The Scientist As Rebel icon

The Scientist As Rebel by Freeman Dyson published in 2008 by New York Review Books. Dyson is one of the world’s leading theoretical physicists but applies his considerable intellect well beyond the confines of physics. This collection of essays is arranged in four groups; Contemporary Issues in Science, War and Peace, History of Science and Scientists and Personal and Philosophical Essays. It is compassionate, human and very readable. The first section contains the material most directly relevant to D&T education and includes an exploration of the implications of the mass adoption of novel technologies such as neurotechnology and synthetic biology, speculating, for example, that:

Instead of CAD-CAM we may have CAS-CAR, computer-aided selection and computer-aided reproduction.

But the essays are of interest beyond this; he provides unfashionable views on climate science, thoughtful observations of the relationship between religion and science, and insights into a range of contemporary issues such as environmental protection and genetic engineering. Filed under …about Technology

Teaching- Notes from the Front Line iconTeaching: Notes from the Front Line by Dr Debra Kidd, published in 2014 by Independent Thinking Press. A thoughtful and bang-up-to-the-minute exploration of the some of the significant contemporary issues facing teaching and teachers. Kidd writes as both a teacher and a senior leader in schools, she is passionate about high quality education and, equally,  clear that much of the political and administrative activity around schools undermines quality education. This will not be a surprise to most working in schools. What marks this book out as more than just another teacher’s whine about how hard teaching is, is that this a handbook of ‘pedagogical activism’. The cover of the book claims that “We are … in need of a revolution in education” and most chapters end with a series of  bulleted action points of things ‘you can do now’. Kidd  does not think there is time to wait around and hope things improve, she want teachers to “take control of the direction of education and policy”. You may not agree with all her views or prescriptions, but I think most teachers will find inspiration in her proactive attitude. Filed under …about Education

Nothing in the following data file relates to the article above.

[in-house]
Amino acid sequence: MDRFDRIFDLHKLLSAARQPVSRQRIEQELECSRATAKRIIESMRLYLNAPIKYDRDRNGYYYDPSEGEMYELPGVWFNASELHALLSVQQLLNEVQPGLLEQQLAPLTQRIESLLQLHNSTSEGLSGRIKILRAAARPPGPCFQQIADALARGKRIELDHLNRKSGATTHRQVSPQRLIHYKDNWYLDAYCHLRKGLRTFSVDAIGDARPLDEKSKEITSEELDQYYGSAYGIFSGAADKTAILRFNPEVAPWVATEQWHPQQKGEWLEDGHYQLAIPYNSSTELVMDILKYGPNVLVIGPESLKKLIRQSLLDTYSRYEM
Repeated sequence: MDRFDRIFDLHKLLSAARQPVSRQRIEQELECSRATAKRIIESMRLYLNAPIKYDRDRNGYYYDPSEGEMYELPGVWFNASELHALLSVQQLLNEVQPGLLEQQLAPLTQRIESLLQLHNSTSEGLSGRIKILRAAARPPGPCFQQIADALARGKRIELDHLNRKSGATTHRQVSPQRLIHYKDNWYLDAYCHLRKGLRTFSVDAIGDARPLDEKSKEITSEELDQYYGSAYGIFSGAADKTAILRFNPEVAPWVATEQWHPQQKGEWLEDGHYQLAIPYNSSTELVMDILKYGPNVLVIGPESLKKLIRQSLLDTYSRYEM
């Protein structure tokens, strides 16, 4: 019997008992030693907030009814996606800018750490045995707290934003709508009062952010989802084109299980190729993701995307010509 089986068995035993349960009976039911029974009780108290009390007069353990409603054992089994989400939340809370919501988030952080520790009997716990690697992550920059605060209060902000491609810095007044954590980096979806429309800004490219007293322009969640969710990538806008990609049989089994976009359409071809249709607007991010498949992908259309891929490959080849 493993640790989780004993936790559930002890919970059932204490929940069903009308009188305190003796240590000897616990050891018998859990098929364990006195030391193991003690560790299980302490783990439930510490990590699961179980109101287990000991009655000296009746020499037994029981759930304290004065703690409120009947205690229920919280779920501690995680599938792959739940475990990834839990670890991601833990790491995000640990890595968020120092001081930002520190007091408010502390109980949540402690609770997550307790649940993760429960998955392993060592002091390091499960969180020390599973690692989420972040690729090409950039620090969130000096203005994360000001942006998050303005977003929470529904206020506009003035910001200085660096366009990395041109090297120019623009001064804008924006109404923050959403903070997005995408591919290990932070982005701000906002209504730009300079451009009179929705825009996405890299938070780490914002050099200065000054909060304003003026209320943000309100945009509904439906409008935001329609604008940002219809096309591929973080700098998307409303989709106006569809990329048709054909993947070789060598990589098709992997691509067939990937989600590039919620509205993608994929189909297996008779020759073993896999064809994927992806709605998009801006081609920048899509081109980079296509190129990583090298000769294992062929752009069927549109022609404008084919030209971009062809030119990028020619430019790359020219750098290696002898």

Design as Art iconDesign as Art by Bruno Munari, this edition published 2008 by Penguin (original published in 1966). Munari was an influential Italian designer of the 20th century and in this series of short pieces he explores not only the relationship of Design to Art but also the place of design in society under the broad areas of Stylists, Visual Design, Graphic Design, Industrial Design and Research Design. He is a thoughtful and humourous writer and a number of his chapters (along with the copious drawings that accompany them) could form the basis for activities that will get pupils in D&T thinking more deeply about design. Filed under …about Design